The Case for Investing in Music Education

Connexeo - 07/24/2018

“When you’re a musician and you’re playing an instrument, you have to be using more of your brain.”

Eric Rasmussen, chair of the early childhood music department at John Hopkins University’s Peabody Preparatory, made the statement in a study quoted by Learning Liftoff. He was explaining that research shows children involved with music have larger growth of neural activity than those who aren’t.

That’s just one of the many reasons music education is beneficial to students and helps schools fulfill their mission of giving students the foundation they need to reach their full potential. Though music – and the arts in general – are among the first programs cut in times of budget shortfalls, research shows that might not be what’s best for the children.

Schools with music programs are estimated to have a 90.2% graduation rate and 93.9% attendance rate, according to, although socioeconomic and other circumstances also may be factors. Schools that don’t offer music education graduate students at a 72.9% clip and achieve 84.9% attendance.

The benefits are discovered even earlier in a child’s education. One study of third-grade boys found that the non-verbal IQ for those who played an instrument was about 6 points higher than those who didn’t – and about 5 points higher than those who didn’t play an instrument but who had a parent that did. The study also found that the musicians made 40% fewer spelling errors than the non-musicians.

What happens is, while a child is tooting away on the recorder or learning the difference between the black and white keys on the piano, the brain and the body are making connections they might not make until later in life.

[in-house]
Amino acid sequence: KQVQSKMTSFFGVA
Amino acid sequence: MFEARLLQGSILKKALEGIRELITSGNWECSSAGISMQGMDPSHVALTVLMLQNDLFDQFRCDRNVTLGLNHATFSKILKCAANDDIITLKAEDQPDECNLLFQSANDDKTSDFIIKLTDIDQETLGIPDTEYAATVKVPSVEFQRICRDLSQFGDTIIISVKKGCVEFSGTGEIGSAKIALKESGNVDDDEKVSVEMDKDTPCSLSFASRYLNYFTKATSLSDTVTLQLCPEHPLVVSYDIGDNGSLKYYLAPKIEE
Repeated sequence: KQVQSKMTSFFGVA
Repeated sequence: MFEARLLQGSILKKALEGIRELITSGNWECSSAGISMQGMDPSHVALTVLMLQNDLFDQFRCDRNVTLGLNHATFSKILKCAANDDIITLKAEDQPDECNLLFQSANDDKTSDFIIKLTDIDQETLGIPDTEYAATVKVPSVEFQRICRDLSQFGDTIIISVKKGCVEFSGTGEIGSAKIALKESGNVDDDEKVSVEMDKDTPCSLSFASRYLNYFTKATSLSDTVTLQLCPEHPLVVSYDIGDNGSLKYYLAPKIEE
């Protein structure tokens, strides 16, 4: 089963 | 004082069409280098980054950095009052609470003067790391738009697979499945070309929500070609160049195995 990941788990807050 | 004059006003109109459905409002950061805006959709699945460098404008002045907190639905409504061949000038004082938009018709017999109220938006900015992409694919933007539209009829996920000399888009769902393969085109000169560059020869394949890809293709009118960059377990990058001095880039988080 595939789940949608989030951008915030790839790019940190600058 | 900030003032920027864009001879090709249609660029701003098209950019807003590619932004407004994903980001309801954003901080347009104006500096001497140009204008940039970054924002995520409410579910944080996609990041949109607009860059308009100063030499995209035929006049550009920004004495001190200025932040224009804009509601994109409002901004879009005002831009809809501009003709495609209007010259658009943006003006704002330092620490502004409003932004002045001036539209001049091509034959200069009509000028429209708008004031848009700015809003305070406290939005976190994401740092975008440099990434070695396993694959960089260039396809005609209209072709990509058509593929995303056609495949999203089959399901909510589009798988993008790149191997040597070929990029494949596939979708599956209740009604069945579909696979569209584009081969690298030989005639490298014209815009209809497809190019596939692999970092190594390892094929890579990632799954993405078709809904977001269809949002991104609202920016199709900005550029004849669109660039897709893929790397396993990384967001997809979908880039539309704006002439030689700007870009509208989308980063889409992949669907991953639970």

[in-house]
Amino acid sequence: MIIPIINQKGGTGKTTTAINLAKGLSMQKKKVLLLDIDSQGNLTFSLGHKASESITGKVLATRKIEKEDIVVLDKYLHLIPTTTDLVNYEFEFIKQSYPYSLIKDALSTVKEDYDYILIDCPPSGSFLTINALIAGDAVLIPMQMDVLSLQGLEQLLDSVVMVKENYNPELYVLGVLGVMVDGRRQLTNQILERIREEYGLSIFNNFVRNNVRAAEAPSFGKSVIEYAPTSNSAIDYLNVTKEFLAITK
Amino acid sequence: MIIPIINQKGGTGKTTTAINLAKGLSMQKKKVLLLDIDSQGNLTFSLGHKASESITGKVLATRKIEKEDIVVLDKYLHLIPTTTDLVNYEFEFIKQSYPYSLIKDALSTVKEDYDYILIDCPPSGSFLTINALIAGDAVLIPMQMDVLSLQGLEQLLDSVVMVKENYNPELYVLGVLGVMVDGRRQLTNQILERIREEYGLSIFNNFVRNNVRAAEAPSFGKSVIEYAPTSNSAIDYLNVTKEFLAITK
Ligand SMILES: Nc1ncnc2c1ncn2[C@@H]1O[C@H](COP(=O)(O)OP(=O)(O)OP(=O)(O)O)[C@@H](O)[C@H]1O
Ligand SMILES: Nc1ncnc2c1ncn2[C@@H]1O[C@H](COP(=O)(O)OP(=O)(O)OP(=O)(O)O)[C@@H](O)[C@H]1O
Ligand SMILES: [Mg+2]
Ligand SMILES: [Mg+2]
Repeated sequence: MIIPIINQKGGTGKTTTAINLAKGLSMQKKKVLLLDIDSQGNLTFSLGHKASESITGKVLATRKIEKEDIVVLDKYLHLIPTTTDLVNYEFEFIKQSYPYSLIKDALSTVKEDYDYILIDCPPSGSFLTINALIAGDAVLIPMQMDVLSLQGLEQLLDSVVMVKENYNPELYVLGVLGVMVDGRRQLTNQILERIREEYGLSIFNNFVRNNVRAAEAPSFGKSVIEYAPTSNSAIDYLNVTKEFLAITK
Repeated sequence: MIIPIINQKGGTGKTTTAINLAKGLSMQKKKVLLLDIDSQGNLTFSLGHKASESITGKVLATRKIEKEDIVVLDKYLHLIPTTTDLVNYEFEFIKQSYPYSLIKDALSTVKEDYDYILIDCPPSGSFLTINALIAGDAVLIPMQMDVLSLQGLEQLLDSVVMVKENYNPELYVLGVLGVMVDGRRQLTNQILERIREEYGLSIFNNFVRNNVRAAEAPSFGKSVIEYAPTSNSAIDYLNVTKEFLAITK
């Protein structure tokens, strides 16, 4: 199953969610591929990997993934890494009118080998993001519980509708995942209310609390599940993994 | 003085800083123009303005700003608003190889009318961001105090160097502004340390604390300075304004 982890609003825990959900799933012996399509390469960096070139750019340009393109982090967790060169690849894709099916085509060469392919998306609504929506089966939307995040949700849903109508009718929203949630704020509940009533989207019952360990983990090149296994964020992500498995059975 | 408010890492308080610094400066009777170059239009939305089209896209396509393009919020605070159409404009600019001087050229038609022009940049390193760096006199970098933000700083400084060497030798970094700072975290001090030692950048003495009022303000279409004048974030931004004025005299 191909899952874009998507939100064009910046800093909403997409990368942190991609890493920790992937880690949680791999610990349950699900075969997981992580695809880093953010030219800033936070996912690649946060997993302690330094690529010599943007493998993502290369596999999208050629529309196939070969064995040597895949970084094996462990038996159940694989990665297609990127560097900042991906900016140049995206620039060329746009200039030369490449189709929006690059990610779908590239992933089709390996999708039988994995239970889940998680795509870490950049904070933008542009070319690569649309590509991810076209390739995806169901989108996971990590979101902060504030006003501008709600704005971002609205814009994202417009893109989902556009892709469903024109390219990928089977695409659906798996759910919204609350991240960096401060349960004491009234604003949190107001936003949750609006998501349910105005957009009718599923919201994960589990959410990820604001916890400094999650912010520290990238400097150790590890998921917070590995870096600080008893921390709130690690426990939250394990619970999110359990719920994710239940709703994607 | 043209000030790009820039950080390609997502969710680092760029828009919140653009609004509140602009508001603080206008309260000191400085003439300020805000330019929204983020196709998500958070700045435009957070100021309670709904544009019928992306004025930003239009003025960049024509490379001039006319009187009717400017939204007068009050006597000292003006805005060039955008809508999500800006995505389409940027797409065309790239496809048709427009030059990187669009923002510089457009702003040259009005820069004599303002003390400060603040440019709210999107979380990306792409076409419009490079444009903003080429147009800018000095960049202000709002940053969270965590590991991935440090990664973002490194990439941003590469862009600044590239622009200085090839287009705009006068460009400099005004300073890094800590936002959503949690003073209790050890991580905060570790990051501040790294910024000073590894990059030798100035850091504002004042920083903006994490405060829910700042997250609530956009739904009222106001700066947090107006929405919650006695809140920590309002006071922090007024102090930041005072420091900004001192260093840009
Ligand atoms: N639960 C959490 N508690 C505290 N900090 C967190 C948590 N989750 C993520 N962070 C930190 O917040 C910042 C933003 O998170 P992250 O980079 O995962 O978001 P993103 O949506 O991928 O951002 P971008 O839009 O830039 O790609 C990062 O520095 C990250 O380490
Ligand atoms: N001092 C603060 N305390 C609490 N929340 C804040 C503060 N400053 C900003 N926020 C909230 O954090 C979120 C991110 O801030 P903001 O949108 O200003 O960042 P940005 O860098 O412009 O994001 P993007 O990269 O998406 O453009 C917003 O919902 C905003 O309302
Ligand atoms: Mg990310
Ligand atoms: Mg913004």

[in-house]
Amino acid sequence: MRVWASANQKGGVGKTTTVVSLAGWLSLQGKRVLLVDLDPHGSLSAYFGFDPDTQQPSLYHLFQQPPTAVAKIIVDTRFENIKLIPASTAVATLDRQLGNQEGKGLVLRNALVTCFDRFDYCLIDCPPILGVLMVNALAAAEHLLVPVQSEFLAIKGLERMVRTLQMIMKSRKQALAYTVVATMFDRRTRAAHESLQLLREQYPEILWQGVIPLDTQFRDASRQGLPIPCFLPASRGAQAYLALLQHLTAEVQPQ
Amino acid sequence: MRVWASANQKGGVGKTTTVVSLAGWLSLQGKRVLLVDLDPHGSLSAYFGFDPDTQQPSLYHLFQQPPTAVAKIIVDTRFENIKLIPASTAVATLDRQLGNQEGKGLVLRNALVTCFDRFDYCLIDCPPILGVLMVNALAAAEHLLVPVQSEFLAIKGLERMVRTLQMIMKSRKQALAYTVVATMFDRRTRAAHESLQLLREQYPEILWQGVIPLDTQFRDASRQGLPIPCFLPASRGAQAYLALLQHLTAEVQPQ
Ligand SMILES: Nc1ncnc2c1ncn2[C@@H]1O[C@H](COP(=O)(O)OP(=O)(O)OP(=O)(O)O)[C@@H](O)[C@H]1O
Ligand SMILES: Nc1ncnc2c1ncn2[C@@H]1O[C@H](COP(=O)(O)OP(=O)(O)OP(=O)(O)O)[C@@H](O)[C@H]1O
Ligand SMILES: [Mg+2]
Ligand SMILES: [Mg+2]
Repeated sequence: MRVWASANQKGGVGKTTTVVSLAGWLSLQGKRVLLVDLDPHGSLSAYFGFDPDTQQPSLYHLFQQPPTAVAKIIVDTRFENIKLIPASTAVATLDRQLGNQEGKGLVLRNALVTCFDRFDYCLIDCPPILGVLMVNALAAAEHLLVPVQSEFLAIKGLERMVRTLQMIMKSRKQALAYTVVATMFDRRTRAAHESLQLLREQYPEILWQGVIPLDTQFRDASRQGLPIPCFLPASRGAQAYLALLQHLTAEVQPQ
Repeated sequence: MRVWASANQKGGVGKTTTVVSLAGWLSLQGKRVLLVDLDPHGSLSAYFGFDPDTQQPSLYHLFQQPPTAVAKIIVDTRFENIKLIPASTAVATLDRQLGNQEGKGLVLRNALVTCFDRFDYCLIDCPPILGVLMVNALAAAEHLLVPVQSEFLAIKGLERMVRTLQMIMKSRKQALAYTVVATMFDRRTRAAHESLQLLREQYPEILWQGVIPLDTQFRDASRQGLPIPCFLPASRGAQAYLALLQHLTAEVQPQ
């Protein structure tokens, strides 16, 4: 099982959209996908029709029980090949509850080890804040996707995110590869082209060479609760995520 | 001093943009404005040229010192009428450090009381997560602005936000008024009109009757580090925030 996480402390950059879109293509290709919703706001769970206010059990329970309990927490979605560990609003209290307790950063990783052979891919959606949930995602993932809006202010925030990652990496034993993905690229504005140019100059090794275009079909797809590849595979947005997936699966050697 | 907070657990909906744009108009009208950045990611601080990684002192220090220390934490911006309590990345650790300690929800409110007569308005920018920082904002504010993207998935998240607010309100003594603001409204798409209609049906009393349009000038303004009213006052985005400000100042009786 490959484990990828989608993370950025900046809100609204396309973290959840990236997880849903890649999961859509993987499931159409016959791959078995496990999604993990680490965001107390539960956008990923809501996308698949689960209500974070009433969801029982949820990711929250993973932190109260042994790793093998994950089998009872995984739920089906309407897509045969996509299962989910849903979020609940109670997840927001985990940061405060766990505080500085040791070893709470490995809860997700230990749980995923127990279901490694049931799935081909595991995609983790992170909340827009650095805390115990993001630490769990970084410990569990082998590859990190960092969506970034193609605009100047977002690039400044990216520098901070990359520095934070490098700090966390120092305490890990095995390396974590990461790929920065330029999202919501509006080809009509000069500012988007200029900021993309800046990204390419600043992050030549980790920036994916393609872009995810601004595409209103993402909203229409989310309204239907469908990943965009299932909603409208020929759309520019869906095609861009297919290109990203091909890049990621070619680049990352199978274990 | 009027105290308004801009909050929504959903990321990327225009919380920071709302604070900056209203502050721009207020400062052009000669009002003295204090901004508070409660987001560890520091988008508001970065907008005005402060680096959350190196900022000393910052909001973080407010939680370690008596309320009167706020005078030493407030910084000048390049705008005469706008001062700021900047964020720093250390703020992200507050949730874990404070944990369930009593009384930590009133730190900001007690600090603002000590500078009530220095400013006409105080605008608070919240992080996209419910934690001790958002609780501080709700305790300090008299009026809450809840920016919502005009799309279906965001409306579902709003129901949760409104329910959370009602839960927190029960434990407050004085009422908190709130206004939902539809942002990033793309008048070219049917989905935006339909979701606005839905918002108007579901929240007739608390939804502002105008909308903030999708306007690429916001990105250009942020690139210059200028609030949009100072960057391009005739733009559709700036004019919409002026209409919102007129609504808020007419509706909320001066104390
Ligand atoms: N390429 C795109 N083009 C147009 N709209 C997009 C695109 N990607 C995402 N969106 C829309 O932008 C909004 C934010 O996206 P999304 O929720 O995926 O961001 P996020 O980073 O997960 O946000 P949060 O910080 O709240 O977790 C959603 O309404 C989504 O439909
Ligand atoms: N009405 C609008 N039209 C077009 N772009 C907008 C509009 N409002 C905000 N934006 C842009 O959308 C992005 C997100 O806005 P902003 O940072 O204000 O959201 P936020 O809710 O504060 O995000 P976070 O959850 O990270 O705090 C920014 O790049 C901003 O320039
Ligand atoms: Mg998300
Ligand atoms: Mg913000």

“Learning to play an instrument requires coordination between hands and with visual or auditory stimuli,” said Concordia University psychology professor Virginia Penhune, who co-authored a study on music training and brain development. “Practicing an instrument before age 7 likely boosts the normal maturation of connections between motor and sensory regions of the brain, creating a framework upon which ongoing training can build.”

It’s no secret that music and mathematics are tied together, and that’s especially true when it comes to rhythm. (Which means Meghan Trainor was right: It is All About the Bass.) An article in Getting Smart states that music is ordered by rhythm and pitch, with mathematical sequences mapping out different modes.

“Where a child has learned about tonality through music lessons, he has already been exposed to mathematical sequences, and when presented with similar ordering challenges in math class, should find that it is not an entirely new concept,” the article states. “Similarly, when a music pupil has spent time learning about rhythm, he has learned to count.”

The benefits show in the test scores. A 2007 study found that students in top-quality instrumental programs scored 19% higher in English and 17% higher in math that children in schools without a music program. Music students also happen to have larger vocabularies and more advanced reading skills, according to a 2014 paper.

Finally, studying music could make a student more employable upon entering the workforce. The Arts Education Partnership found that employers believe creativity is an important skill and that “graduates from music programs report that creativity, teamwork, communication and critical thinking are skills necessary in their work.”

From speeding up neural development, to sharpening math skills, to making students more employable, music education is worth the investment.

And, yes. We know Meghan Trainor wasn’t talking about music when she sang about “the Bass.”

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